GRDC – Snail Biology PhD Scholarship

In Australia, four snail species of European-Mediterranean descent have become entrenched as major agricultural pests, specifically targeting grain crops. These species include the common white snail (Cernuella virgata), the white Italian snail (Theba pisana), the conical snail (Cochlicella acuta), and the small pointed snail (C. barbara). Their presence becomes particularly problematic during the spring when they ascend crop plants, leading to significant contamination of the grain harvest. This not only incurs substantial costs in terms of harvest modifications and machinery damage but also results in economic losses due to grain value downgrades and receival rejections, posing a threat to market access for the industry. Calcium, vital for snail growth, reproduction, and shell construction, is at the heart of concerns among growers, especially regarding the practice of liming, which adds accessible calcium to the soil. Observations suggest that snail populations may flourish following lime application, prompting some farmers to reconsider their liming programs. However, omitting lime has its drawbacks, notably the unchecked acidification of soil, which compromises crop yield. Presently, there's a noticeable gap in our understanding of the calcium requirements for these pest snails, both locally and globally. This project seeks to fill that gap by delineating their specific calcium needs across different life stages, assessing how calcium availability influences their behaviour, and identifying any local adaptations. We aim to Investigate novel approaches that may limit or block calcium absorption in snails as a proof-of-concept, to curb snail damage and economic fallout. By investigating the role of calcium in the life cycles of these pests—examining its effects on growth, shell development, reproductive abilities, and behavioural changes through controlled experiments—we aim to provide actionable insights. This could potentially include leveraging lime applications in a way that disrupts the physiological development essential for their survival, thereby offering a novel approach to pest control in grain production. The successful applicant will be based at Murdoch University within the Centre of Sustainable Farming System (Entomology groups), who will access the state-of-the-art facilities in Murdoch.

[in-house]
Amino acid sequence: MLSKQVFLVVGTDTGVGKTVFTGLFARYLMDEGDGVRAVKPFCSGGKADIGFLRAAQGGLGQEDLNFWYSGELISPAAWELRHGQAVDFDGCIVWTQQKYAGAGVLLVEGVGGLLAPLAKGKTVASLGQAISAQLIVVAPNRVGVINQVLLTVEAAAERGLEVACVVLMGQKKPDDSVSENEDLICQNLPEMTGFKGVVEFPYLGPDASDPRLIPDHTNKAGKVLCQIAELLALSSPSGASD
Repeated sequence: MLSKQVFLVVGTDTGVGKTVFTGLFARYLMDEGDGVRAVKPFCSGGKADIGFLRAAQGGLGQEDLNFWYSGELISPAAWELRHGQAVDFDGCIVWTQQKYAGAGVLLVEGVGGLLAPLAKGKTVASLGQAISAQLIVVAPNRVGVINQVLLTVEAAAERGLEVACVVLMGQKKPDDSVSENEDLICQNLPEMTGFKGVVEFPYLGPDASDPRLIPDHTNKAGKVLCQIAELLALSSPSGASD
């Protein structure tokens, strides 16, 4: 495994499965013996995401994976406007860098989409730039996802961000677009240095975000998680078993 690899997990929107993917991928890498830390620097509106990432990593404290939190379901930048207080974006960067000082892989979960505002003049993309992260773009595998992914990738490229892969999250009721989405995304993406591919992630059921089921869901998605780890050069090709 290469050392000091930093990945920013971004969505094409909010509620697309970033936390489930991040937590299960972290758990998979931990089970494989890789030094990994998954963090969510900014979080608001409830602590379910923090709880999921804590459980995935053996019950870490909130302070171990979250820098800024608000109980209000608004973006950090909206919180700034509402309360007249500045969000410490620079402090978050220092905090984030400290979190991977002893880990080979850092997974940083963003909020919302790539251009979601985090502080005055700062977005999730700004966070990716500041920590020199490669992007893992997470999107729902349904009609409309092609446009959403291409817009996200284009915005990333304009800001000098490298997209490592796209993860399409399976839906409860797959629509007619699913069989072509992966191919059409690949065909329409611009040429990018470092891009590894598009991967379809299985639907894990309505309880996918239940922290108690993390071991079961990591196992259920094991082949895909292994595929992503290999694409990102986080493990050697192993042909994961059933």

Murdoch University and the GRDC
Duration of Award:
3 or 4 years
Level of study:
  • Research
Study Area:
  • Science


  1. Applicants must meet the requirements of Murdoch University’s Graduate Research Office to be eligible (first or upper second-class Honours degree, Masters degree by research, or equivalent).
  2. A research thesis component in a relevant entomology, ecology, environmental or agricultural science.
  3. Demonstrated and well-developed interpersonal skills to communicate both with the interdisciplinary and collegial team, and with public and professional representatives.
  4. Demonstrated high levels of written and oral communication in English, and can demonstrate adaptability to rapidly changing communication and technology needs.
  5. Ability to obtain an Australian Drivers licence.
Ability to conduct research in the laboratory and in the field.

How to Apply

Please provide the following items to the contact listed below:

  • A cover letter (maximum of 2 pages) outlining your interest in the project and potential research questions you might like to address.
  • Current CV.
  • Academic transcripts.
  • Contact information of two references.

Selected applicants will be invited to attend an interview.

The selected applicant must be able to commence no later than July 2024.

Contact Dr Wei Xu for further information -

Payment Method

Fortnightly stipend payments directly to recipient’s nominated bank account.

Stipend is $33,000 per year for a period of 3.5 years.

Operating costs (consumables, field travel, experimental costs) of $5,000 per year for a period of 3.0 years.